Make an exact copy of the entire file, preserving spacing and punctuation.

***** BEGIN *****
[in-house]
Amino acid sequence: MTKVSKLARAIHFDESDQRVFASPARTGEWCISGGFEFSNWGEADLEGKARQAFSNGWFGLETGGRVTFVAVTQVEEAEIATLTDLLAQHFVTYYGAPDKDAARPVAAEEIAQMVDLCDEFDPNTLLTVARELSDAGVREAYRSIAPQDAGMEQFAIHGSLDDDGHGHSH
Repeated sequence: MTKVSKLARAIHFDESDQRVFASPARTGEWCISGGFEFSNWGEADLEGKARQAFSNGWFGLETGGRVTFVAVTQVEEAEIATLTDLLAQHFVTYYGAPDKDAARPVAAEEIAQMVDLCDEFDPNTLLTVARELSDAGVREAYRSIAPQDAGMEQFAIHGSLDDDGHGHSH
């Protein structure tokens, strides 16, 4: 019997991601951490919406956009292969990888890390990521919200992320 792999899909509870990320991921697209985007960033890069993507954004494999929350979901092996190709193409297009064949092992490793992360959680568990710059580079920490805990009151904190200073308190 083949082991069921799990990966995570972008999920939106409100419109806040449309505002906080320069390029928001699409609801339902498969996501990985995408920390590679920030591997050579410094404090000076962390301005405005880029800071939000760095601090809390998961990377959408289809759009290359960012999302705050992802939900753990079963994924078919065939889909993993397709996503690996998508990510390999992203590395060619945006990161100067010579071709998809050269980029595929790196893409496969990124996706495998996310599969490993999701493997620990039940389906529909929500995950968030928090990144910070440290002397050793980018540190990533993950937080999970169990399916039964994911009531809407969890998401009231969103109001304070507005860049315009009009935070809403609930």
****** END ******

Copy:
[in-house]
Amino acid sequence: MTKVSKLARAIHFDESDQRVFASPARTGEWCISGGFEFSNWGEADLEGKARQAFSNGWFGLETGGRVTFVAVTQVEEAEIATLTDLLAQHFVTYYGAPDKDAARPVAAEEIAQMVDLCDEFDPNTLLTVARELSDAGVREAYRSIAPQDAGMEQFAIHGSLDDDGHGHSH
Repeated sequence: MTKVSKLARAIHFDESDQRVFASPARTGEWCISGGFEFSNWGEADLEGKARQAFSNGWFGLETGGRVTFVAVTQVEEAEIATLTDLLAQHFVTYYGAPDKDAARPVAAEEIAQMVDLCDEFDPNTLLTVARELSDAGVREAYRSIAPQDAGMEQFAIHGSLDDDGHGHSH
């Protein structure tokens, strides 16, 4: 019997991601951490919406956009292969990888890390990521919200992320 792999899909509870990320991921697209985007960033890069993507954004494999929350979901092996190709193409297009064949092992490793992360959680568990710059580079920490805990009151904190200073308190 083949082991069921799990990966995570972008999920939106409100419109806040449309505002906080320069390029928001699409609801339902498969996501990985995408920390590679920030591997050579410094404090000076962390301005405005880029800071939000760095601090809390998961990377959408289809759009290359960012999302705050992802939900753990079963994924078919065939889909993993397709996503690996998508990510390999992203590395060619945006990161100067010579071709998809050269980029595929790196893409496969990124996706495998996310599969490993999701493997620990039940389906529909929500995950968030928090990144910070440290002397050793980018540190990533993950937080999970169990399916039964994911009531809407969890998401009231969103109001304070507005860049315009009009935070809403609930």